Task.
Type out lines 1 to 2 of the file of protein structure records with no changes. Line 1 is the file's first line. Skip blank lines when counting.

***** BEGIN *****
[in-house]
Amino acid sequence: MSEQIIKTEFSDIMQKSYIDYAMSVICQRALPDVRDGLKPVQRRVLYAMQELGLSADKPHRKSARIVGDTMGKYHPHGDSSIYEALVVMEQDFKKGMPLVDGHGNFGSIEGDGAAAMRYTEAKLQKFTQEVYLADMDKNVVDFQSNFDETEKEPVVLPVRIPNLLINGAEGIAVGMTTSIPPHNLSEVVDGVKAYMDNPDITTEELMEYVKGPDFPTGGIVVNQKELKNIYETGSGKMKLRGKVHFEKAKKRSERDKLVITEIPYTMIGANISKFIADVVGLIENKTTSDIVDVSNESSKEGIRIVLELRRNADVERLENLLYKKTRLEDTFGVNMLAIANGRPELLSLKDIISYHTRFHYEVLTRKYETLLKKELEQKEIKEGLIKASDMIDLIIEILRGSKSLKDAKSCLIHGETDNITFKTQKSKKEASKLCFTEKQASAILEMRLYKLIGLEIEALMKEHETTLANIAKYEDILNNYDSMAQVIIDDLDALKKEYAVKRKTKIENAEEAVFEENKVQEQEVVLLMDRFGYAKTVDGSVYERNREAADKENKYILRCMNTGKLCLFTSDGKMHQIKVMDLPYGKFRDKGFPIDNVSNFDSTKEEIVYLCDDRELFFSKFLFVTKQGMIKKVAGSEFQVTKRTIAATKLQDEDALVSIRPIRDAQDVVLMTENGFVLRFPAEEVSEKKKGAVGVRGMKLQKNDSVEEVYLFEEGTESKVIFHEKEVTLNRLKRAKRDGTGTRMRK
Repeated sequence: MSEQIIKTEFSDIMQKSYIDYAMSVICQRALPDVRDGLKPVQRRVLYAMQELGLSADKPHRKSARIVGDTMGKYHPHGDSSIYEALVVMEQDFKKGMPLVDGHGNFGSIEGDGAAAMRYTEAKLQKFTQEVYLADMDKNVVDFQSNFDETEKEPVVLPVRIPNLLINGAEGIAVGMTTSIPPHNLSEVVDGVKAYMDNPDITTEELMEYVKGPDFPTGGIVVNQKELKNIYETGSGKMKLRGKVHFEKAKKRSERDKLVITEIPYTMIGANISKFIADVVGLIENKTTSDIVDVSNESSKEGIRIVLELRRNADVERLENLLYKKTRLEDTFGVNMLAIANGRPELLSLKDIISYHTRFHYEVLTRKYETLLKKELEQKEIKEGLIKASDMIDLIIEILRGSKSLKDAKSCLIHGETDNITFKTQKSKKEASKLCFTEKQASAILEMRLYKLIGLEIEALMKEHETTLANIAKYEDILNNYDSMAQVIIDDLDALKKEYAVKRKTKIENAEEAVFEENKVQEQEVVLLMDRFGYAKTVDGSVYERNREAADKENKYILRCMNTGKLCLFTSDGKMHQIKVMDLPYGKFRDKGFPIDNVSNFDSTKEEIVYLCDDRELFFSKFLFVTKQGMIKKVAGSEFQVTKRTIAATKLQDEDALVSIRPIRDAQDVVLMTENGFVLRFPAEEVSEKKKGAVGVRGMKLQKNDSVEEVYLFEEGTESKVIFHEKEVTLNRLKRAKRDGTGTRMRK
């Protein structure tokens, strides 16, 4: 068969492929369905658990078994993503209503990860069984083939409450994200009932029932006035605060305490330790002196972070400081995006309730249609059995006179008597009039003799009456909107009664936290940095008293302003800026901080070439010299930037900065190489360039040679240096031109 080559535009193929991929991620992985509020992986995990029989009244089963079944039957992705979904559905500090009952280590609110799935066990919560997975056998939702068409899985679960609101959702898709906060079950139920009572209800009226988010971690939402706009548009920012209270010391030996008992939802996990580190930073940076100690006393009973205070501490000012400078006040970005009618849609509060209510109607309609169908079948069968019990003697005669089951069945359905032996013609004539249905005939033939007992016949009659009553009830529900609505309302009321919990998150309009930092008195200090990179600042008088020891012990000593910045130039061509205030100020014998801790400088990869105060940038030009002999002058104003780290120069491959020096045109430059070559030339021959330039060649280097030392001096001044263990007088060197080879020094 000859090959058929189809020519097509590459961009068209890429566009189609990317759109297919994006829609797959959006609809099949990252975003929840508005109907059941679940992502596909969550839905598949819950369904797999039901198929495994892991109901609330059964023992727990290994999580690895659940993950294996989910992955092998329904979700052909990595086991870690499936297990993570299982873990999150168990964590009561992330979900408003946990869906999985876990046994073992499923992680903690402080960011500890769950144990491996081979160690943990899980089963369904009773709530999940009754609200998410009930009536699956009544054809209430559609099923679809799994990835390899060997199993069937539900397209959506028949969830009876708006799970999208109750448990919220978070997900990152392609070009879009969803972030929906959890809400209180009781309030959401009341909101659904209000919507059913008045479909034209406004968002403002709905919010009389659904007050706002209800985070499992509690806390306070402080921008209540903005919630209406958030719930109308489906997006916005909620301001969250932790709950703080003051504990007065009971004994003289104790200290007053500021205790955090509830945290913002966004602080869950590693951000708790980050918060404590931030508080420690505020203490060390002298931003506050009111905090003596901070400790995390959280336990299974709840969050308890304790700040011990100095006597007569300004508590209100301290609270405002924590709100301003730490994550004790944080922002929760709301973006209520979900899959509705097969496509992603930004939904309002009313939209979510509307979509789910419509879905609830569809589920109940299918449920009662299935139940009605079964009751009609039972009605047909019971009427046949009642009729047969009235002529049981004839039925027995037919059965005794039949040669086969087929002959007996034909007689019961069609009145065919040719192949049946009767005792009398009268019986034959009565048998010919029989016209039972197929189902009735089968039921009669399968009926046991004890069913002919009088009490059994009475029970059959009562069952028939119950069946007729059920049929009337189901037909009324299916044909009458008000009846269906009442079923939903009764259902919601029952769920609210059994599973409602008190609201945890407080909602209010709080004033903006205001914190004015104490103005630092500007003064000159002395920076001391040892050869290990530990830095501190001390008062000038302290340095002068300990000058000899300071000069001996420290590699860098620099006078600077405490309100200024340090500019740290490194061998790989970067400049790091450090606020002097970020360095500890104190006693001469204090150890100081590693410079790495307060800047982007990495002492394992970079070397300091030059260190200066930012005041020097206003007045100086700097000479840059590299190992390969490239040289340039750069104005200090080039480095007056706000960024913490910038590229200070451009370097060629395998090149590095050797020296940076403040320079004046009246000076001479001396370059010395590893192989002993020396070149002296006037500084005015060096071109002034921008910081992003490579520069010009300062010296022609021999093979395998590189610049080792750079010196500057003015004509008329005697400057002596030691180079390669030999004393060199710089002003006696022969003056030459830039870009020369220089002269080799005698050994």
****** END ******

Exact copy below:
[in-house]
Amino acid sequence: MSEQIIKTEFSDIMQKSYIDYAMSVICQRALPDVRDGLKPVQRRVLYAMQELGLSADKPHRKSARIVGDTMGKYHPHGDSSIYEALVVMEQDFKKGMPLVDGHGNFGSIEGDGAAAMRYTEAKLQKFTQEVYLADMDKNVVDFQSNFDETEKEPVVLPVRIPNLLINGAEGIAVGMTTSIPPHNLSEVVDGVKAYMDNPDITTEELMEYVKGPDFPTGGIVVNQKELKNIYETGSGKMKLRGKVHFEKAKKRSERDKLVITEIPYTMIGANISKFIADVVGLIENKTTSDIVDVSNESSKEGIRIVLELRRNADVERLENLLYKKTRLEDTFGVNMLAIANGRPELLSLKDIISYHTRFHYEVLTRKYETLLKKELEQKEIKEGLIKASDMIDLIIEILRGSKSLKDAKSCLIHGETDNITFKTQKSKKEASKLCFTEKQASAILEMRLYKLIGLEIEALMKEHETTLANIAKYEDILNNYDSMAQVIIDDLDALKKEYAVKRKTKIENAEEAVFEENKVQEQEVVLLMDRFGYAKTVDGSVYERNREAADKENKYILRCMNTGKLCLFTSDGKMHQIKVMDLPYGKFRDKGFPIDNVSNFDSTKEEIVYLCDDRELFFSKFLFVTKQGMIKKVAGSEFQVTKRTIAATKLQDEDALVSIRPIRDAQDVVLMTENGFVLRFPAEEVSEKKKGAVGVRGMKLQKNDSVEEVYLFEEGTESKVIFHEKEVTLNRLKRAKRDGTGTRMRK